Music of Dowland, Purcell and the Stuarts

Countertenor James Laing, theorbo player James Akers and bass violist Susanna Pell’s hour long feast of Dowland was one of the most spectacular concerts I have attended in a while. Set in the intimate and soothing venue of St. Andrew’s and St. George’s West Church on George Street, the programme comprised exclusively of music by Stuart composer and lutenist John Dowland. From the opening falling fourths of the hauntingly stunning Flow my Tears, it was obvious that this was going to be a concert that would glue you to your seats. Laing’s interpretation of this iconic Dowland song was one of the most touching, controlled and heartfelt renditions I’ve ever heard. The second piece, Come Again, further showcases the rich sweetness of Laing’s voice.

An absolute delight of a concert, with some of the finest talent in period music today.

The majority of the programme comprised songs from Dowland’s The First Booke of Songes and his Second Booke of Songes or Ayres, including Laing and Akers, with Pell adding rich texture on the bass viol in a few pieces at the beginning and end. The programme was balanced out with some solo pieces by Akers on the theorbo, an instrument in the same family as the lute. Dowland’s Preludium and Bataille’s C’est un amant exhibited his own delicate and profound musicality and virtuosity.

A contemporary of Shakespeare’s, the programme was very fitting with the 400th anniversary of the writer’s death. Much of what Shakespeare wrote about music, from the famous ‘If music be the food of love’ opening of Twelfth Night to the elegy made to music at the end of The Merchant of Venice, makes complete sense when listening to Laing and Akers performing together. You are invited to bask in the sweet melancholy of the music from song to song, all lamenting unrequited and painful love in a way that is somehow simultaneously melancholic and uplifting. Flow my Tears reappears in its other form, the lute solo Galliard to Lachrimae, which takes the original melody, with its falling teardrop, or ‘lachrimae’ motif, and elaborates on it to show off the instrument’s versatility and range, simultaneously rounding the programme out nicely. After a few final songs, Laing performed an encore of Time Stand Still, which he had recently performed at his sister’s wedding. The entire audience seemed to silently tremor with approval once he had finished, before erupting into thunderous applause. An absolute delight of a concert, with some of the finest talent in period music today.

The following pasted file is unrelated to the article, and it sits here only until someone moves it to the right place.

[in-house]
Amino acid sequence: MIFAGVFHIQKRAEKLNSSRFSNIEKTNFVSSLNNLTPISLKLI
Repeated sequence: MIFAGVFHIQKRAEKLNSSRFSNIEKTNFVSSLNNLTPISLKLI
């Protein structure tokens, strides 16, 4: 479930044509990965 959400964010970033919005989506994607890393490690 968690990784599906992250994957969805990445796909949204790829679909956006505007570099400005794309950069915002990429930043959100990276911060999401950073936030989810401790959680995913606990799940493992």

Reviews by Fiona Russell

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The Blurb

In his Edinburgh Festival Fringe debut, this compelling young British countertenor presents a two-concert series of superb 16th and 17th century music of the Stuart court, accompanied by bass viol, lute and theorbo. Conceived and devised by Ian McFarlane. ‘James Laing's sublime countertenor’ (Evening Standard). ‘I was captivated by, above all, the countertenor James Laing… ultra cool... beautifully poised’ (Opera Now). ‘The soaring countertenor of James Laing is superb’ (Daily Telegraph).